U.S. neo-Nazi leader found to be directing terrorist group from Russia

Prominent founder of U.S. based militant neo-Nazi group The Base, a major terrorist and extremist focus for the FBI, has been directing the organisation from Russia, a BBC investigation has found.

Rinaldo Nazzaro, 46, who uses the aliases "Norman Spear" and "Roman Wolf", left New York for St Petersburg less than two years ago.

Seven alleged members were charged this month with various offences, including conspiracy to commit murder. According to The Guardian, members of the group stand accused of federal hate crimes, murder plots and firearms offences.

Court documents prepared by the FBI describe The Base, which translates into English as “Al Qaeda”, and which uses online chatrooms and encrypted apps to spread propaganda, to promote hate crimes and plot acts of terrorism, as being a "racially motivated violent extremist group" that "seeks to accelerate the downfall of the United States government, incite a race war, and establish a white ethno-state".

The group - founded around July 2018 - gains followers online, communicates using encrypted messaging applications, and encourages members to engage in paramilitary training.

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Nazzaro (pictured left) kept his identity a secret for years, however, multiple images and videos of him - taken over several years in both the USA and Russia - show him to be The Base founder.

Last year he was listed as a guest at a Russian government security exhibition in Moscow, which "focused on the demonstration of the results of state policy and achievements".

A video posted online in March 2019 show Nazzaro, who reportedly owns 30 acres of land in rural northeast Washington, in Russia wearing a t-shirt bearing an image of President Vladimir Putin along with the words "Russia, absolute power".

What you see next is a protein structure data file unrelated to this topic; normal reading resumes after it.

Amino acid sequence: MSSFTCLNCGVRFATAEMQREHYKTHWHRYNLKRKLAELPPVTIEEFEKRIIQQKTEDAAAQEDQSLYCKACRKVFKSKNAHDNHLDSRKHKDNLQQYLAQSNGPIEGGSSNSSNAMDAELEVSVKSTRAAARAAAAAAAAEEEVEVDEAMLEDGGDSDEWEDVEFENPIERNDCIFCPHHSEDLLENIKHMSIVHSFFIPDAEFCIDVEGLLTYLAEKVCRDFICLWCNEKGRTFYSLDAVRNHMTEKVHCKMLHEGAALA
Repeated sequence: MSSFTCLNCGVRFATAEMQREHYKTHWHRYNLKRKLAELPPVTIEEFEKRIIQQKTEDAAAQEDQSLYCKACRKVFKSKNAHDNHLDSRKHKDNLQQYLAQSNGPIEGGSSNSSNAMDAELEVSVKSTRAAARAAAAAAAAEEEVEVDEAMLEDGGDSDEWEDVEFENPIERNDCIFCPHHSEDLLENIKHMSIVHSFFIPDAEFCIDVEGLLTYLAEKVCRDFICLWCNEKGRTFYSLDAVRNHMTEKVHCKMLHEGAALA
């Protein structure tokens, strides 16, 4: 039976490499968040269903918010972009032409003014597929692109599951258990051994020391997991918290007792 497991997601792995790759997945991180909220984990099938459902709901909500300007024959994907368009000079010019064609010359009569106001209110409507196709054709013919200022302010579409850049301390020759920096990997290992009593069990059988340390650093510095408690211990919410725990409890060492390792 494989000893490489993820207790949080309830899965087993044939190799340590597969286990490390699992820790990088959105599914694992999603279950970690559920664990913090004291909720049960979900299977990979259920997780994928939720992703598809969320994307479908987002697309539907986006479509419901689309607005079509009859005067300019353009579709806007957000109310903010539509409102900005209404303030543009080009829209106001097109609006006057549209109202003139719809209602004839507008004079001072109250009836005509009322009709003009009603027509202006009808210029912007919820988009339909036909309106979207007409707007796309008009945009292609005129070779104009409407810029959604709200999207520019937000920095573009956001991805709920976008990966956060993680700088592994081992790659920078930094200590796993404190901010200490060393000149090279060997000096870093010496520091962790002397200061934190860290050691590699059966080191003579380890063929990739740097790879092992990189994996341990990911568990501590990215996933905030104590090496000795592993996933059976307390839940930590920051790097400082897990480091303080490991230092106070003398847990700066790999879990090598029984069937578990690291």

Records show that, before moving to Russia, he ran a company registered in New York that offered access to a "network of security professionals" with expertise in intelligence, counterterrorism, counterinsurgency, and psychological operations.

A website for the firm - Omega Solutions - once stated: "Our associates have worked with various government and military agencies, including multiple wartime deployments to Iraq and Afghanistan".

Nazzaro reportedly married a Russian woman in Manhattan in 2012. She had moved to the city from her homeland around four years earlier and her CV says she spent time working in a bank.

Following the FBI arrests of alleged Base members last week, an online channel used by the group to post propaganda carried a defiant statement from "Roman Wolf", saying "we will continue our struggle for survival undeterred".

The case against three alleged members states that the group leader instructed them to use coded language - or cyphers - when communicating, a tactic which the men are said to have employed.

The trio, accused of conspiring to murder an anti-fascist couple and their children, were allegedly counselled by the leader to carry out "non-attributable actions but that will still send a message".

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